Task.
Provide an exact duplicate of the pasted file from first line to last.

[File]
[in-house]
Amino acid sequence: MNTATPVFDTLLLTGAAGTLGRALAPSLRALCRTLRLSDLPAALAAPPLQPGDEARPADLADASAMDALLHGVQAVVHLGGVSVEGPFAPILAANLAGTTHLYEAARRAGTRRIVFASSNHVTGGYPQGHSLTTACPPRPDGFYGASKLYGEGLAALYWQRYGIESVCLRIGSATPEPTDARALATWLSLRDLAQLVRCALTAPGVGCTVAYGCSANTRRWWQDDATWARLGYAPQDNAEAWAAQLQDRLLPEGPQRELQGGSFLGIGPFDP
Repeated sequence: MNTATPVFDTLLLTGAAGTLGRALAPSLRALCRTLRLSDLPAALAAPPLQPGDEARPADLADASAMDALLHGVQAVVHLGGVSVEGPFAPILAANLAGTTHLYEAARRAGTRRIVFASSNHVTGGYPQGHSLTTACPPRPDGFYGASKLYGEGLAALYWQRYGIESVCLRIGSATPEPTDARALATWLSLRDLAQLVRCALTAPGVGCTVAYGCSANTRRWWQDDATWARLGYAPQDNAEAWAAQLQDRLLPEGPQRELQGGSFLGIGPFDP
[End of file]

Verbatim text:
[in-house]
Amino acid sequence: MNTATPVFDTLLLTGAAGTLGRALAPSLRALCRTLRLSDLPAALAAPPLQPGDEARPADLADASAMDALLHGVQAVVHLGGVSVEGPFAPILAANLAGTTHLYEAARRAGTRRIVFASSNHVTGGYPQGHSLTTACPPRPDGFYGASKLYGEGLAALYWQRYGIESVCLRIGSATPEPTDARALATWLSLRDLAQLVRCALTAPGVGCTVAYGCSANTRRWWQDDATWARLGYAPQDNAEAWAAQLQDRLLPEGPQRELQGGSFLGIGPFDP
Repeated sequence: MNTATPVFDTLLLTGAAGTLGRALAPSLRALCRTLRLSDLPAALAAPPLQPGDEARPADLADASAMDALLHGVQAVVHLGGVSVEGPFAPILAANLAGTTHLYEAARRAGTRRIVFASSNHVTGGYPQGHSLTTACPPRPDGFYGASKLYGEGLAALYWQRYGIESVCLRIGSATPEPTDARALATWLSLRDLAQLVRCALTAPGVGCTVAYGCSANTRRWWQDDATWARLGYAPQDNAEAWAAQLQDRLLPEGPQRELQGGSFLGIGPFDP